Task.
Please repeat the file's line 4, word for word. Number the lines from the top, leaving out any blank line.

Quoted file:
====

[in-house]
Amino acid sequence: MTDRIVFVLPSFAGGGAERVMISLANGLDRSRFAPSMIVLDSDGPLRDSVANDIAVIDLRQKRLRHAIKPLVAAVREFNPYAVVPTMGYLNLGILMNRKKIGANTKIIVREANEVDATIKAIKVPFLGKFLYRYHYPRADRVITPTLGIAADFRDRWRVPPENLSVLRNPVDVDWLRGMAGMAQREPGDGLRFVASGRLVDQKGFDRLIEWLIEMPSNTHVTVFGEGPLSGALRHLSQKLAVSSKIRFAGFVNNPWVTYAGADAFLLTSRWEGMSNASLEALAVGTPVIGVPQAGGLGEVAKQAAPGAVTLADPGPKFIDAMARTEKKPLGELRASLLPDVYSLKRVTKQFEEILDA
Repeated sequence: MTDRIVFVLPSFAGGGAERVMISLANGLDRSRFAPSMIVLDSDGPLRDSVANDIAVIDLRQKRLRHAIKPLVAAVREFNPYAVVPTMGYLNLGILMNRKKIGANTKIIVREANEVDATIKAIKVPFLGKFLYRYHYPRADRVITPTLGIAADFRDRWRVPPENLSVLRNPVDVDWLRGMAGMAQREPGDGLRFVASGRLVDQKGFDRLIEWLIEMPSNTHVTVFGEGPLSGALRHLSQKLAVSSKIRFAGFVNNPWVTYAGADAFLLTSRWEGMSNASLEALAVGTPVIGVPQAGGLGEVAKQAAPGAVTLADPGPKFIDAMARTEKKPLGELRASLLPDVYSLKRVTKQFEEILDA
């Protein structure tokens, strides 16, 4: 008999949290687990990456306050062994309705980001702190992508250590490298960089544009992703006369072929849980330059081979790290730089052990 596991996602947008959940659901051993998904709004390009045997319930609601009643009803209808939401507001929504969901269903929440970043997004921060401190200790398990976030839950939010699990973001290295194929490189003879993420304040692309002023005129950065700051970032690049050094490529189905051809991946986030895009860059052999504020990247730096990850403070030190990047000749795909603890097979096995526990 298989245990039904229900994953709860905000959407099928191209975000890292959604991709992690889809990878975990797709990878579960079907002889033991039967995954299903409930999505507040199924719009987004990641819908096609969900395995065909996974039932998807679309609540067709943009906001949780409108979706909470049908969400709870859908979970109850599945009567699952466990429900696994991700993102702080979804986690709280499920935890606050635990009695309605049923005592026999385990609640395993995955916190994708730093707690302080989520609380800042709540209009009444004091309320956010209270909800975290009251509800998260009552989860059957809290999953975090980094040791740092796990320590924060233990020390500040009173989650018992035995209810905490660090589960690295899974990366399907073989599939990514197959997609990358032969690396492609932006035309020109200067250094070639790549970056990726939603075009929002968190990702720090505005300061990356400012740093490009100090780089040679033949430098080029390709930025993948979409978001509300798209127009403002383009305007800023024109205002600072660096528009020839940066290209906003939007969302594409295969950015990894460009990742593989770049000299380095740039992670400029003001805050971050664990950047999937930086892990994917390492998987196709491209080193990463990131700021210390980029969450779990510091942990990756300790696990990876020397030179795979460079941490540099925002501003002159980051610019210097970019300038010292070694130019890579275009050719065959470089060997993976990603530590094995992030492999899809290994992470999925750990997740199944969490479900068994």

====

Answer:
């Protein structure tokens, strides 16, 4: 008999949290687990990456306050062994309705980001702190992508250590490298960089544009992703006369072929849980330059081979790290730089052990 596991996602947008959940659901051993998904709004390009045997319930609601009643009803209808939401507001929504969901269903929440970043997004921060401190200790398990976030839950939010699990973001290295194929490189003879993420304040692309002023005129950065700051970032690049050094490529189905051809991946986030895009860059052999504020990247730096990850403070030190990047000749795909603890097979096995526990 298989245990039904229900994953709860905000959407099928191209975000890292959604991709992690889809990878975990797709990878579960079907002889033991039967995954299903409930999505507040199924719009987004990641819908096609969900395995065909996974039932998807679309609540067709943009906001949780409108979706909470049908969400709870859908979970109850599945009567699952466990429900696994991700993102702080979804986690709280499920935890606050635990009695309605049923005592026999385990609640395993995955916190994708730093707690302080989520609380800042709540209009009444004091309320956010209270909800975290009251509800998260009552989860059957809290999953975090980094040791740092796990320590924060233990020390500040009173989650018992035995209810905490660090589960690295899974990366399907073989599939990514197959997609990358032969690396492609932006035309020109200067250094070639790549970056990726939603075009929002968190990702720090505005300061990356400012740093490009100090780089040679033949430098080029390709930025993948979409978001509300798209127009403002383009305007800023024109205002600072660096528009020839940066290209906003939007969302594409295969950015990894460009990742593989770049000299380095740039992670400029003001805050971050664990950047999937930086892990994917390492998987196709491209080193990463990131700021210390980029969450779990510091942990990756300790696990990876020397030179795979460079941490540099925002501003002159980051610019210097970019300038010292070694130019890579275009050719065959470089060997993976990603530590094995992030492999899809290994992470999925750990997740199944969490479900068994």